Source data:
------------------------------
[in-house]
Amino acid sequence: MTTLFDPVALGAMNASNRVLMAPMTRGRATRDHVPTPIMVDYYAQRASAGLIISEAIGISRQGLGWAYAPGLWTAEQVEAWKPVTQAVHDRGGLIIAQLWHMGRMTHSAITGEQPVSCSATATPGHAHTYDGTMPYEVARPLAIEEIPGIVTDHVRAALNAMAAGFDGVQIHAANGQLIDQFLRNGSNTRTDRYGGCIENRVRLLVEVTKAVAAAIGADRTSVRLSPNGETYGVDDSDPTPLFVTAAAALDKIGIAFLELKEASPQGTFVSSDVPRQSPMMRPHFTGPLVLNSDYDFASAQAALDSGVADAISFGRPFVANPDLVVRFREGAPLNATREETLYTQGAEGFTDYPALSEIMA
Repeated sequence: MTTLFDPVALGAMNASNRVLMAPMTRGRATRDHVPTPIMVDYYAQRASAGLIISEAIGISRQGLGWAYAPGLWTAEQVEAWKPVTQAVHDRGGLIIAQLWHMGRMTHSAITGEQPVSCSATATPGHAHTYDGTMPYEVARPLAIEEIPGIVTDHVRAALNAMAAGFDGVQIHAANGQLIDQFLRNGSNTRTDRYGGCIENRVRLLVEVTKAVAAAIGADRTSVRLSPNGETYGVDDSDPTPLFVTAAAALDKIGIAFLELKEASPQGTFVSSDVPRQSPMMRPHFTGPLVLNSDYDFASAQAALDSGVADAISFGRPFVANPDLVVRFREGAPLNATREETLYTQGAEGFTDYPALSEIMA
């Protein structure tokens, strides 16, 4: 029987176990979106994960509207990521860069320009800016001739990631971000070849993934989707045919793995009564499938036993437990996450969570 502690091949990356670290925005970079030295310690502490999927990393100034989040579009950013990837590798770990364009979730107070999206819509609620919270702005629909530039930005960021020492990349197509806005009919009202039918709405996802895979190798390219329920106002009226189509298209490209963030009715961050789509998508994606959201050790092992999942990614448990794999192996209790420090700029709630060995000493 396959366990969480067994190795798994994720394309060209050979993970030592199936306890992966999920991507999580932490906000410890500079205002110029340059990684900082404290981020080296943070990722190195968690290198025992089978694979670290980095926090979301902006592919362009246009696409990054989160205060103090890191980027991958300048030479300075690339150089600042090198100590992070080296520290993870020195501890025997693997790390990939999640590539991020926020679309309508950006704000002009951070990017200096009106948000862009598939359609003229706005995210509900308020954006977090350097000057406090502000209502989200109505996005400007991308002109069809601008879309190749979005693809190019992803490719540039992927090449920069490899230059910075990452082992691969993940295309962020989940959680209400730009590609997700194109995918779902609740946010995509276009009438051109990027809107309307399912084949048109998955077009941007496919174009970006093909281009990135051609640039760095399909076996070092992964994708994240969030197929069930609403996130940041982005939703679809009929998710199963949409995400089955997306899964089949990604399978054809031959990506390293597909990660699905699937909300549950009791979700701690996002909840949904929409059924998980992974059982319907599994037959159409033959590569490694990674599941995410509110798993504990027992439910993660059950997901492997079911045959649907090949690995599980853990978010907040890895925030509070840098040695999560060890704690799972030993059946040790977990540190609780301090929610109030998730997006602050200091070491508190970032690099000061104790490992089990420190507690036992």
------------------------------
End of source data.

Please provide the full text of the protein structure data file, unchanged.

[in-house]
Amino acid sequence: MTTLFDPVALGAMNASNRVLMAPMTRGRATRDHVPTPIMVDYYAQRASAGLIISEAIGISRQGLGWAYAPGLWTAEQVEAWKPVTQAVHDRGGLIIAQLWHMGRMTHSAITGEQPVSCSATATPGHAHTYDGTMPYEVARPLAIEEIPGIVTDHVRAALNAMAAGFDGVQIHAANGQLIDQFLRNGSNTRTDRYGGCIENRVRLLVEVTKAVAAAIGADRTSVRLSPNGETYGVDDSDPTPLFVTAAAALDKIGIAFLELKEASPQGTFVSSDVPRQSPMMRPHFTGPLVLNSDYDFASAQAALDSGVADAISFGRPFVANPDLVVRFREGAPLNATREETLYTQGAEGFTDYPALSEIMA
Repeated sequence: MTTLFDPVALGAMNASNRVLMAPMTRGRATRDHVPTPIMVDYYAQRASAGLIISEAIGISRQGLGWAYAPGLWTAEQVEAWKPVTQAVHDRGGLIIAQLWHMGRMTHSAITGEQPVSCSATATPGHAHTYDGTMPYEVARPLAIEEIPGIVTDHVRAALNAMAAGFDGVQIHAANGQLIDQFLRNGSNTRTDRYGGCIENRVRLLVEVTKAVAAAIGADRTSVRLSPNGETYGVDDSDPTPLFVTAAAALDKIGIAFLELKEASPQGTFVSSDVPRQSPMMRPHFTGPLVLNSDYDFASAQAALDSGVADAISFGRPFVANPDLVVRFREGAPLNATREETLYTQGAEGFTDYPALSEIMA
């Protein structure tokens, strides 16, 4: 029987176990979106994960509207990521860069320009800016001739990631971000070849993934989707045919793995009564499938036993437990996450969570 502690091949990356670290925005970079030295310690502490999927990393100034989040579009950013990837590798770990364009979730107070999206819509609620919270702005629909530039930005960021020492990349197509806005009919009202039918709405996802895979190798390219329920106002009226189509298209490209963030009715961050789509998508994606959201050790092992999942990614448990794999192996209790420090700029709630060995000493 396959366990969480067994190795798994994720394309060209050979993970030592199936306890992966999920991507999580932490906000410890500079205002110029340059990684900082404290981020080296943070990722190195968690290198025992089978694979670290980095926090979301902006592919362009246009696409990054989160205060103090890191980027991958300048030479300075690339150089600042090198100590992070080296520290993870020195501890025997693997790390990939999640590539991020926020679309309508950006704000002009951070990017200096009106948000862009598939359609003229706005995210509900308020954006977090350097000057406090502000209502989200109505996005400007991308002109069809601008879309190749979005693809190019992803490719540039992927090449920069490899230059910075990452082992691969993940295309962020989940959680209400730009590609997700194109995918779902609740946010995509276009009438051109990027809107309307399912084949048109998955077009941007496919174009970006093909281009990135051609640039760095399909076996070092992964994708994240969030197929069930609403996130940041982005939703679809009929998710199963949409995400089955997306899964089949990604399978054809031959990506390293597909990660699905699937909300549950009791979700701690996002909840949904929409059924998980992974059982319907599994037959159409033959590569490694990674599941995410509110798993504990027992439910993660059950997901492997079911045959649907090949690995599980853990978010907040890895925030509070840098040695999560060890704690799972030993059946040790977990540190609780301090929610109030998730997006602050200091070491508190970032690099000061104790490992089990420190507690036992």